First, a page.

Search This Blog

Wednesday, September 2, 2009

BBA Challenge #12: English Muffins

I am ruined. Absolutely ruined. Between homemade bagels and now homemade english muffins, I may never visit the "baked goods" or "bakery" aisles at the grocery story ever again.

Except that I work about 30 hours a week outside of my home, have a husband and two young children to care for and taxi around to school, church, soccer, piano and various other activities; leaving time for a grand total of about one baking project per week.

Oh well. All that other stuff may not taste as good, but it is so much more important. But you already knew that.

In all seriousness, I had so much fun the day I made these English muffins. The beginning part of it was pretty ordinary with the typical mixture of flour, liquid and yeast (with some other stuff thrown in, I'm sure). But then after the first fermentation, I rolled pieces into balls and let them proof on a sheet pan.

Then came the fun part. The griddle. Oh yes. The griddle.

Let them get really brown on one side, then flip 'em over.

I don't know if you can fully grasp it from the pictures, but these English muffins were the tallest things I have ever seen.

And if you didn't know, the best way to open an English muffin (or biscuit) is not with a knife. It's best to use some device, like a fork, to poke holes in the sides and then pull it appart.

I have this tool that was originally purchased through Pampered Chef as a tool to hold vegetables (like onions) still while slicing. I have never used it for said purpose, but it works great for opening English muffins.

Just poke it most of the way through the center of the English muffin all the way around the muffin, then pull it apart.

My English muffins did not have the big holes in them that I am used to seeing from store bought ones. Mr. Reinhart says that can be accomplished by timing putting them on the griddle "on the rise." I'll have to work on that timing, obviously.

None-the-less, they were delicious.


For several days I had an English muffin to take with me to work to toast and eat for breakfast with some strawberry preserves and cream cheese. Oh, yes... it was yummy.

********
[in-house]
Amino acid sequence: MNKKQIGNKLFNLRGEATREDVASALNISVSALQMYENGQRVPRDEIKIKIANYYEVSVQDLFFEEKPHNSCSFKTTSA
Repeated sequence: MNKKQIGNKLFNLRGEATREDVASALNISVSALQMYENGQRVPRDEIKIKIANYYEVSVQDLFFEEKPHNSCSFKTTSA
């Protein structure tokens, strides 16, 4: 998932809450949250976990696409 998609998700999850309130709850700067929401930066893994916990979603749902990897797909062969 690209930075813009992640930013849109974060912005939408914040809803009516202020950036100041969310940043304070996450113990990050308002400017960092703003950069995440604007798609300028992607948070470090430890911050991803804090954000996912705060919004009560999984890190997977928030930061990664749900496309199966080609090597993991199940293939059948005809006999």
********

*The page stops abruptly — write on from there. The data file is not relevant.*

Then, one night, we had brinner and made fried eggs on top of a slice of cheese and half of an English muffin all topped with roasted and diced Hatch Green chile. "Yum" does not even begin to describe it.

Overall Impressions:

This recipe was not complicated and was, in fact, fun. It was difficult flipping the muffins over without denting the sides.

Will I make English muffins again? Yes.


Pete Eatemall said...

I sound like a broken record but I loved the English Muffins! Plan to make again soon at out-of-town catering gig! So fun!! Yours look fab! Makes me want one right now!! Happy baking!

Liz said...

I must say that I entirely hate being in the kitchen, but you have practically convinced me that I need to try to make these. They look wonderful!

Beckypdj said...

I enjoy making bread. I definitely will try these!

lisaiscooking said...

Those look divine! I have to try this. I've had the book for a while but haven't baked from it yet. Can't wait!

Brittany said...

You can make mini pizzas with them too! Let the kids make their own.

misterrios said...

I think not many of us got the holes we wanted, but these were certainly delicious. Yours are quite beautiful.

That veggie holder totally looks like a hair pick! That is pretty crazy.

Valerie said...

Your English muffins look so perfect! Yum! And I love the subtitle on your blog "Where faith, family and food collide".